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Samsung chief appears for 2nd round of questions in graft probe

Monday, February 13, 2017 - 09:25

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Samsung Group leader Jay Y Lee appeared at the South Korean special prosecutor's office on Monday for questioning as part of a wider investigation into an influence-peddling scandal that could topple President Park Geun-Hye.

[SEOUL] Samsung Group leader Jay Y Lee appeared at the South Korean special prosecutor's office on Monday for questioning as part of a wider investigation into an influence-peddling scandal that could topple President Park Geun-Hye.

Mr Lee is accused of pledging 43 billion won (S$53.12 million) to a business and organisations backed by Ms Park's friend, Choi Soon-Sil, in exchange for support for a 2015 merger of two Samsung companies.

Ms Park, Lee, Mrs Choi, and Samsung Group have all denied bribery charges.

Proving illicit dealings between Ms Park or her confidantes and Samsung Group is critical for the special prosecutor's case that ultimately targets Ms Park, analysts say. Ms Park was impeached by parliament in December.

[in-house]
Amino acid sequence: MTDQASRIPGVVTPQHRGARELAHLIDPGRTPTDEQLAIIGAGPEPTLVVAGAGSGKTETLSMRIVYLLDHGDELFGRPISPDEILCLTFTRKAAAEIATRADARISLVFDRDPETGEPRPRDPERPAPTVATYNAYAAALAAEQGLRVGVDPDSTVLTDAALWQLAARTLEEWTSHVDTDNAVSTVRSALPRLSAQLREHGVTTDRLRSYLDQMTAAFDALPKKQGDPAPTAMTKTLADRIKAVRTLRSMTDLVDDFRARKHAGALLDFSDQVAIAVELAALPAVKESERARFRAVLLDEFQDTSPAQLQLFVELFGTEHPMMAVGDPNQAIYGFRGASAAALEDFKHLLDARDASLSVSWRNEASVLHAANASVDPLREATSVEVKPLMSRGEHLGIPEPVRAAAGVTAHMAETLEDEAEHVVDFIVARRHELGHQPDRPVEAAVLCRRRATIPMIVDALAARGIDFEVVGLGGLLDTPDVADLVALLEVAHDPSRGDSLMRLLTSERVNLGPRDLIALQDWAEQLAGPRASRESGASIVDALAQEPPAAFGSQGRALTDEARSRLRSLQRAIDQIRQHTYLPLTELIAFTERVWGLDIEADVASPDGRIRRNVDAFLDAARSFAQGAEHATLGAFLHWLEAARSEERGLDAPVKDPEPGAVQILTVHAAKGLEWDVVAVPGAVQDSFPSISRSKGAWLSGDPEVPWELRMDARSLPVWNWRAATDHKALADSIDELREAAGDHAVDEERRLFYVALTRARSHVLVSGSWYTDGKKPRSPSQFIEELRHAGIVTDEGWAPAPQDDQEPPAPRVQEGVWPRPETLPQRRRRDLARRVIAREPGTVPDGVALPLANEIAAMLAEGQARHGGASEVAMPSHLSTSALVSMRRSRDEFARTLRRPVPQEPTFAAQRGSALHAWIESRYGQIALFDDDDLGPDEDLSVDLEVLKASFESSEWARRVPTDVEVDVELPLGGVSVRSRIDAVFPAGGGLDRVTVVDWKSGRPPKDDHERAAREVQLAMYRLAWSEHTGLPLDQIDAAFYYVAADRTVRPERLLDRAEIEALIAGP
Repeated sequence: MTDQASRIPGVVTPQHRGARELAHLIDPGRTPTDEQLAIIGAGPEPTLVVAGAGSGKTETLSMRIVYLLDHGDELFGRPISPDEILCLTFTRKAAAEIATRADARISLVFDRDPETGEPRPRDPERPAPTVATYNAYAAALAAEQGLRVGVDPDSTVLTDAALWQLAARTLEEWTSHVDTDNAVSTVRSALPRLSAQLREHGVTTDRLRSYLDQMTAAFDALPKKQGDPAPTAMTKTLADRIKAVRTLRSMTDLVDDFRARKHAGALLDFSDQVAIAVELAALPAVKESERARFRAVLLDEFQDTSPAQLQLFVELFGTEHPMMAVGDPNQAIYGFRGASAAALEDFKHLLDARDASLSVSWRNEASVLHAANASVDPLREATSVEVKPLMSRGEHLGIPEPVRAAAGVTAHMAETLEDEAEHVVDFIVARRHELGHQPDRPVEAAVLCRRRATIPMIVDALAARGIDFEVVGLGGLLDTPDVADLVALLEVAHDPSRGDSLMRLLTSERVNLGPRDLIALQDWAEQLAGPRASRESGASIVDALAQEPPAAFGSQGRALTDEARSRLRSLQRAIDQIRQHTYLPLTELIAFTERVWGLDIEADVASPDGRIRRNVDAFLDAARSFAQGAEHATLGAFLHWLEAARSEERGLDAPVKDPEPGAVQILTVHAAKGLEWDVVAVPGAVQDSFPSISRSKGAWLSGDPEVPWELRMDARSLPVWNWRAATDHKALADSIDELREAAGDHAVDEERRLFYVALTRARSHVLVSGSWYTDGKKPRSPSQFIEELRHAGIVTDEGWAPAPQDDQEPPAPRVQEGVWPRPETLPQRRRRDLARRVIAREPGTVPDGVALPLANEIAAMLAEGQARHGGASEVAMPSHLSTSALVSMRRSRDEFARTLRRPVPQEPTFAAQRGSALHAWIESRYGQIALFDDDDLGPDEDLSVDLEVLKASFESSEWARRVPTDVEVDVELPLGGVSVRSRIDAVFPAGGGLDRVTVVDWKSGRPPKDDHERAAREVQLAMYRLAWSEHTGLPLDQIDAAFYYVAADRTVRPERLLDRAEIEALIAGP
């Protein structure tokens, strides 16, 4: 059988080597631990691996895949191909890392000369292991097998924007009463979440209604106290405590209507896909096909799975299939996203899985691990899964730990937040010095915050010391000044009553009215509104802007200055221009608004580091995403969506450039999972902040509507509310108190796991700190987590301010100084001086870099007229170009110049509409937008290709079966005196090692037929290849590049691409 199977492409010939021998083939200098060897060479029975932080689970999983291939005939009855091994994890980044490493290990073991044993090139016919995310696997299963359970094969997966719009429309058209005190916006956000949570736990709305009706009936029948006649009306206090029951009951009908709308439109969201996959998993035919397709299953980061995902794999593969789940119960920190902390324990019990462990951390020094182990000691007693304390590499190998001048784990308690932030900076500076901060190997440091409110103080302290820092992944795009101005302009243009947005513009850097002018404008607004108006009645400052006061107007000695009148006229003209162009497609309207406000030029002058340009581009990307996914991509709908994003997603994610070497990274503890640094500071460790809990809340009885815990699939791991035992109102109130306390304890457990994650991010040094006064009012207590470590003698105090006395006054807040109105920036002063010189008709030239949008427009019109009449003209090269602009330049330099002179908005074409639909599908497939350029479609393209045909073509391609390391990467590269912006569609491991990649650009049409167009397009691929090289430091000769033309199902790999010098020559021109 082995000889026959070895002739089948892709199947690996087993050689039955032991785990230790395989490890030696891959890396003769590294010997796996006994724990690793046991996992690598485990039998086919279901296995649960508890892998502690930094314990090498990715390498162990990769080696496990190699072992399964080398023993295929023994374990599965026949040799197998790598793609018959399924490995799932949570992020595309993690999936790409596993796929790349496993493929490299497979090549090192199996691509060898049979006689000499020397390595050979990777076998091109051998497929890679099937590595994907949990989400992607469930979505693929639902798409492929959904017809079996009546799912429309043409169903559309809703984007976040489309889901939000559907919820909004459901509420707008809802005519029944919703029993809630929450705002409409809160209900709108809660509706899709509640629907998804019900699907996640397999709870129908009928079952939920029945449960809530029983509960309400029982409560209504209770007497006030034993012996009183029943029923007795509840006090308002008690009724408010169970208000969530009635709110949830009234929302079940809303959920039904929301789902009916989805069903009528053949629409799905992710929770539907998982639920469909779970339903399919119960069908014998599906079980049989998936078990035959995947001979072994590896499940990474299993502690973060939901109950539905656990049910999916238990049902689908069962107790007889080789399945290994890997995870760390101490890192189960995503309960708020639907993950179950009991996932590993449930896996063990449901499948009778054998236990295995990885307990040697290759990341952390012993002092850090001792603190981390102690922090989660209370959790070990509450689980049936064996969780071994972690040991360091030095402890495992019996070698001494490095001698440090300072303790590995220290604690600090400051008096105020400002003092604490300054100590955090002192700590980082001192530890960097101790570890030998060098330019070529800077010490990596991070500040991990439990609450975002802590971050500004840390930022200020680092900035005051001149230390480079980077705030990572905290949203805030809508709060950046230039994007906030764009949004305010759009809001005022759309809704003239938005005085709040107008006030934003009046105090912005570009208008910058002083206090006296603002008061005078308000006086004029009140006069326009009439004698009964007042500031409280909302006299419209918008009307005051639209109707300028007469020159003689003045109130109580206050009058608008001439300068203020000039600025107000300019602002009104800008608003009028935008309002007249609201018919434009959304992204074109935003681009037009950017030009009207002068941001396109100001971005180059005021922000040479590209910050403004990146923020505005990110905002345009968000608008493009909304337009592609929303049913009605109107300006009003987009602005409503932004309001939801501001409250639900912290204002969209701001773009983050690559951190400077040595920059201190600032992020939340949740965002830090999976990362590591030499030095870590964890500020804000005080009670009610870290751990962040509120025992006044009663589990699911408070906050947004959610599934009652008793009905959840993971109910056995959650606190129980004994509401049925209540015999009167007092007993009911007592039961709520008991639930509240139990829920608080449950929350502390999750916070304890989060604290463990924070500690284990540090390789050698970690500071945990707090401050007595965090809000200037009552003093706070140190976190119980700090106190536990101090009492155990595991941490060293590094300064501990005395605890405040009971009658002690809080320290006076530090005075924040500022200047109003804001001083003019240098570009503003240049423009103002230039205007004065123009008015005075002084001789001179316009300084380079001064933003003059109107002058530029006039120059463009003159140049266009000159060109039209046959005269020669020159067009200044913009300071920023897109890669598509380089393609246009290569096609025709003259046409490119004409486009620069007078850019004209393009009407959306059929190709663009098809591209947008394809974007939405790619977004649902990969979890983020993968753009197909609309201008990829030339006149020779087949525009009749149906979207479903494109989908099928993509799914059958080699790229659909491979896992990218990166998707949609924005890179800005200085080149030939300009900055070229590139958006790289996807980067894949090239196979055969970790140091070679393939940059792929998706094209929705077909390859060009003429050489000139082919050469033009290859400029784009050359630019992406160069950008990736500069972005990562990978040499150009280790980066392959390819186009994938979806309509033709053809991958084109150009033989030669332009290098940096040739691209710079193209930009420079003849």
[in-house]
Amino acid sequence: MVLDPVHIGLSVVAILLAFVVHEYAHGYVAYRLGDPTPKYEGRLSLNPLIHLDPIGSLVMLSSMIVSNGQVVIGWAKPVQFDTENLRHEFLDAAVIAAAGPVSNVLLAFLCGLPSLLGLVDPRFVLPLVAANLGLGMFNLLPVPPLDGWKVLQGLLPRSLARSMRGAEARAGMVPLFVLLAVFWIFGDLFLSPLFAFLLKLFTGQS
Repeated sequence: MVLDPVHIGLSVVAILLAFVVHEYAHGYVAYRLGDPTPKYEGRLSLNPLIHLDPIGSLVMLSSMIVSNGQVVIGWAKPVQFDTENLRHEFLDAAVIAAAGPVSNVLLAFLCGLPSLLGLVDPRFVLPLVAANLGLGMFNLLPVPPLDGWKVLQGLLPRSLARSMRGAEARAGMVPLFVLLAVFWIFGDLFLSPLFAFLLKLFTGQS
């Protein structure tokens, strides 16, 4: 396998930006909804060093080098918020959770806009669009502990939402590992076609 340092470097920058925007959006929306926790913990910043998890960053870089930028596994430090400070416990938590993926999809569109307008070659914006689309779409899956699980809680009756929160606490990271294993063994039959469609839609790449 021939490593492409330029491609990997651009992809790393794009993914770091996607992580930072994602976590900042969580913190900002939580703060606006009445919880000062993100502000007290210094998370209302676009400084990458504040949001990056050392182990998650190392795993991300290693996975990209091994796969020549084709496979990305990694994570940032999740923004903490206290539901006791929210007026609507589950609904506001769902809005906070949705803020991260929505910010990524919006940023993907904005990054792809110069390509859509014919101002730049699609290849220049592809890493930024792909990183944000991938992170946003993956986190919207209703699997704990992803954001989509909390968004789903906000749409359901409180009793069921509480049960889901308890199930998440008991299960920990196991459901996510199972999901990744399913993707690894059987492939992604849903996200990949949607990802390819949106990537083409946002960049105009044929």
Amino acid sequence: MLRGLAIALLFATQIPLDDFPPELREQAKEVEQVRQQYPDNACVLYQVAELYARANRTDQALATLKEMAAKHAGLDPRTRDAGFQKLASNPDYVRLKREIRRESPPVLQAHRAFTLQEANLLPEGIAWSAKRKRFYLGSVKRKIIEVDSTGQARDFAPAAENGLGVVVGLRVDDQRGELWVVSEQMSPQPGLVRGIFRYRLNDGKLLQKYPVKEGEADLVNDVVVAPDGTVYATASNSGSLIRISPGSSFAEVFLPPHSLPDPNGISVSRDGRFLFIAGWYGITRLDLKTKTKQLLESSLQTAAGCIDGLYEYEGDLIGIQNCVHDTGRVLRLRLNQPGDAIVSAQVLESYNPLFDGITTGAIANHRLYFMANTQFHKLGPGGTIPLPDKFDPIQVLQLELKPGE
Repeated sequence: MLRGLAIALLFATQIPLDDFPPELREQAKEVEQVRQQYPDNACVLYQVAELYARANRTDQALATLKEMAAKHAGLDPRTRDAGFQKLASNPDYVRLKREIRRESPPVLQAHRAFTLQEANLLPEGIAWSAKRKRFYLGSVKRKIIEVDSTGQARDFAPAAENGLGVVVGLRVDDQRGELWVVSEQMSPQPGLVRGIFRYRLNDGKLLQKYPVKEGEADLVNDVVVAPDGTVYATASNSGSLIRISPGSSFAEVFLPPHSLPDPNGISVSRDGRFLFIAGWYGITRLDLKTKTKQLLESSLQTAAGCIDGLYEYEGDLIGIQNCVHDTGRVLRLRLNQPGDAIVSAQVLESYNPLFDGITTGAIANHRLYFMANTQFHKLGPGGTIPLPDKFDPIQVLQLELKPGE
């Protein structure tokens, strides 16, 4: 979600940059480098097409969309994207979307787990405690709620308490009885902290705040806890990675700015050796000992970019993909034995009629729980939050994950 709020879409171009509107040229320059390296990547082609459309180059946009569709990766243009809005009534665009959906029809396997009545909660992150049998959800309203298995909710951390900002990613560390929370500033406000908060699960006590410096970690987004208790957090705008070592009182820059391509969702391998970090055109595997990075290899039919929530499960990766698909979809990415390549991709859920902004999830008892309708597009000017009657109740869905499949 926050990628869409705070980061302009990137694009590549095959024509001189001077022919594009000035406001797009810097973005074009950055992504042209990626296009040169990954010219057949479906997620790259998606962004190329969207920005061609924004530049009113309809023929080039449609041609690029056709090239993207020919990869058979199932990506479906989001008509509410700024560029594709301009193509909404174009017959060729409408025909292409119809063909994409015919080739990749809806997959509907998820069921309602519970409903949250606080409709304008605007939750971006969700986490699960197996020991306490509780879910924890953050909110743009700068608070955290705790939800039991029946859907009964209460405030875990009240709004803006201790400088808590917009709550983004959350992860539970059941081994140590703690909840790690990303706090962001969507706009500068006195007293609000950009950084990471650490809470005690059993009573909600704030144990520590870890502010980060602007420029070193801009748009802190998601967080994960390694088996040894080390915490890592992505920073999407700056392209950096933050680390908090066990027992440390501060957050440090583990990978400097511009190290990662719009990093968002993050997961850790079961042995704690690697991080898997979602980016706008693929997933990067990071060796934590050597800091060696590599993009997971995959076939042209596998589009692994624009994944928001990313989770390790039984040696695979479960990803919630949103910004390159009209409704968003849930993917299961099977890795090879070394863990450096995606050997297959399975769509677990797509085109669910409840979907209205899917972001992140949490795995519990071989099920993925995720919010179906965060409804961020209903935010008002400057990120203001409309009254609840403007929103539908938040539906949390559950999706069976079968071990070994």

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Mr Lee arrived at the prosecution office in southern Seoul early on Monday in a black sedan, dressed in a dark blue suit and tie and flanked by Samsung Group officials and his lawyer.

"I will once again tell the truth to the special prosecution," Mr Lee told reporters before entering an elevator.

Outside the prosecutor's office, protesters held up signs calling for his arrest.

Investigators are mulling whether to seek another arrest warrant against the 48-year-old executive, a suspect in a probe into the graft scandal that led to parliament's impeachment of Mr Park. South Korea's Constitutional Court is deliberating whether to uphold that impeachment.

In January, the special prosecution sought an arrest warrant against Mr Lee after questioning him for more than 22 hours, charging him with paying bribes to win the state pension fund's support for the controversial merger of Samsung C&T Corp and Cheil Industries Inc.

A Seoul court however rejected that request for an arrest warrant.

REUTERS

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